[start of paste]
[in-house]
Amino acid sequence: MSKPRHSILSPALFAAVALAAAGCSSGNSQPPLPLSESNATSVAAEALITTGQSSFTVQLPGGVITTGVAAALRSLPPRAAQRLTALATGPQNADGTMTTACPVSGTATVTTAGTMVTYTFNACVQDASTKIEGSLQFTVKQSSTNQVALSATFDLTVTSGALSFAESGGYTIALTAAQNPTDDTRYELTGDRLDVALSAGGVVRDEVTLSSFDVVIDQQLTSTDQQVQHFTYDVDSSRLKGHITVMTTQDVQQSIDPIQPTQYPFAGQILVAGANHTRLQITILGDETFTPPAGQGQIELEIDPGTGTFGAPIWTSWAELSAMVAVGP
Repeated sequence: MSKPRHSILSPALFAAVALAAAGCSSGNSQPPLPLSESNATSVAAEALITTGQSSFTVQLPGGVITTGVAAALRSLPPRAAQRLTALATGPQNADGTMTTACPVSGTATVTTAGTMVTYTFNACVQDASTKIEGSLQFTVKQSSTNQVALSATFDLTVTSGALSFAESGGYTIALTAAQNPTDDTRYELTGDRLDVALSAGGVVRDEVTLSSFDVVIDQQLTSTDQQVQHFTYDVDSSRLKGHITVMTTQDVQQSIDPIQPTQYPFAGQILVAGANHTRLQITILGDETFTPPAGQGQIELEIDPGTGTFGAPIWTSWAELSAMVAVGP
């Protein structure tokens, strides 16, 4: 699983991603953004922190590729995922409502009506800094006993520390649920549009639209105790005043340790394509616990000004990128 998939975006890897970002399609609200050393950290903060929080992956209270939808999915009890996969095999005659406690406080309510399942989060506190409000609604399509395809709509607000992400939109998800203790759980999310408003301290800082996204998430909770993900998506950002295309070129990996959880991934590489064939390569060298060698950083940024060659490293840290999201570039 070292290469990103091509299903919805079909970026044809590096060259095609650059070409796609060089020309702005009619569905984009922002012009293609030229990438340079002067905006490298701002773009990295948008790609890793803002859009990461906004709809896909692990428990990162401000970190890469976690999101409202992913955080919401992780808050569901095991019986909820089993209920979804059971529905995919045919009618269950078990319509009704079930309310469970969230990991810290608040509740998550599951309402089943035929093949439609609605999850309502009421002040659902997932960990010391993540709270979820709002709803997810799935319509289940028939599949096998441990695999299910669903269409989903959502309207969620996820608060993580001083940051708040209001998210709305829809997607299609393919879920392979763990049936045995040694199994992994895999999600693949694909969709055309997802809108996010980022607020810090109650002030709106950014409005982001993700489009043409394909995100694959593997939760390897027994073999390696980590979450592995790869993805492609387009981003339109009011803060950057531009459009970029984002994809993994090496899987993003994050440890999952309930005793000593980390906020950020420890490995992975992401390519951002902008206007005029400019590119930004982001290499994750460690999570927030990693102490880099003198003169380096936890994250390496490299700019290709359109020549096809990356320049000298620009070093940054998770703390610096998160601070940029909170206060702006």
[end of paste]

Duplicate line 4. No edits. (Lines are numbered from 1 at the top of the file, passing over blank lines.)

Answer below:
């Protein structure tokens, strides 16, 4: 699983991603953004922190590729995922409502009506800094006993520390649920549009639209105790005043340790394509616990000004990128 998939975006890897970002399609609200050393950290903060929080992956209270939808999915009890996969095999005659406690406080309510399942989060506190409000609604399509395809709509607000992400939109998800203790759980999310408003301290800082996204998430909770993900998506950002295309070129990996959880991934590489064939390569060298060698950083940024060659490293840290999201570039 070292290469990103091509299903919805079909970026044809590096060259095609650059070409796609060089020309702005009619569905984009922002012009293609030229990438340079002067905006490298701002773009990295948008790609890793803002859009990461906004709809896909692990428990990162401000970190890469976690999101409202992913955080919401992780808050569901095991019986909820089993209920979804059971529905995919045919009618269950078990319509009704079930309310469970969230990991810290608040509740998550599951309402089943035929093949439609609605999850309502009421002040659902997932960990010391993540709270979820709002709803997810799935319509289940028939599949096998441990695999299910669903269409989903959502309207969620996820608060993580001083940051708040209001998210709305829809997607299609393919879920392979763990049936045995040694199994992994895999999600693949694909969709055309997802809108996010980022607020810090109650002030709106950014409005982001993700489009043409394909995100694959593997939760390897027994073999390696980590979450592995790869993805492609387009981003339109009011803060950057531009459009970029984002994809993994090496899987993003994050440890999952309930005793000593980390906020950020420890490995992975992401390519951002902008206007005029400019590119930004982001290499994750460690999570927030990693102490880099003198003169380096936890994250390496490299700019290709359109020549096809990356320049000298620009070093940054998770703390610096998160601070940029909170206060702006």